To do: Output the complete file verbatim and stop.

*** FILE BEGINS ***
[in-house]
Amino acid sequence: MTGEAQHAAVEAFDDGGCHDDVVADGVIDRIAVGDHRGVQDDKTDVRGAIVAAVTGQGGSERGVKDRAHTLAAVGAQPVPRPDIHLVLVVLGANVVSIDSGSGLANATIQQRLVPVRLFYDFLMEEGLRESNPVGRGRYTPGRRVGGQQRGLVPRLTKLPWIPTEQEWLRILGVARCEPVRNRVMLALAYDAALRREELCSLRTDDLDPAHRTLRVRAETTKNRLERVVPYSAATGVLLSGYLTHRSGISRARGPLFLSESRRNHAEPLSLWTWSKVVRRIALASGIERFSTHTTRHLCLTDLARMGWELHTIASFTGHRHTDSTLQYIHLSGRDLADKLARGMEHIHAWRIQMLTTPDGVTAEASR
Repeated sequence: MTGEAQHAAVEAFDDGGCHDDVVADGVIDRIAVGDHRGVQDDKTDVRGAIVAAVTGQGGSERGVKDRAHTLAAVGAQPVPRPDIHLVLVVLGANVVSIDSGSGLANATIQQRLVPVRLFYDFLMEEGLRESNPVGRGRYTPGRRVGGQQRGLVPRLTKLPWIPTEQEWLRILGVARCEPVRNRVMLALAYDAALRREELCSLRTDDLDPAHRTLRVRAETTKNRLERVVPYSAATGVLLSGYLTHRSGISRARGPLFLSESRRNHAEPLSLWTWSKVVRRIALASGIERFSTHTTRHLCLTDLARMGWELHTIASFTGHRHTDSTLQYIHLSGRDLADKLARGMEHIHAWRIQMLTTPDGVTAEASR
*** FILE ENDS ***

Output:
[in-house]
Amino acid sequence: MTGEAQHAAVEAFDDGGCHDDVVADGVIDRIAVGDHRGVQDDKTDVRGAIVAAVTGQGGSERGVKDRAHTLAAVGAQPVPRPDIHLVLVVLGANVVSIDSGSGLANATIQQRLVPVRLFYDFLMEEGLRESNPVGRGRYTPGRRVGGQQRGLVPRLTKLPWIPTEQEWLRILGVARCEPVRNRVMLALAYDAALRREELCSLRTDDLDPAHRTLRVRAETTKNRLERVVPYSAATGVLLSGYLTHRSGISRARGPLFLSESRRNHAEPLSLWTWSKVVRRIALASGIERFSTHTTRHLCLTDLARMGWELHTIASFTGHRHTDSTLQYIHLSGRDLADKLARGMEHIHAWRIQMLTTPDGVTAEASR
Repeated sequence: MTGEAQHAAVEAFDDGGCHDDVVADGVIDRIAVGDHRGVQDDKTDVRGAIVAAVTGQGGSERGVKDRAHTLAAVGAQPVPRPDIHLVLVVLGANVVSIDSGSGLANATIQQRLVPVRLFYDFLMEEGLRESNPVGRGRYTPGRRVGGQQRGLVPRLTKLPWIPTEQEWLRILGVARCEPVRNRVMLALAYDAALRREELCSLRTDDLDPAHRTLRVRAETTKNRLERVVPYSAATGVLLSGYLTHRSGISRARGPLFLSESRRNHAEPLSLWTWSKVVRRIALASGIERFSTHTTRHLCLTDLARMGWELHTIASFTGHRHTDSTLQYIHLSGRDLADKLARGMEHIHAWRIQMLTTPDGVTAEASR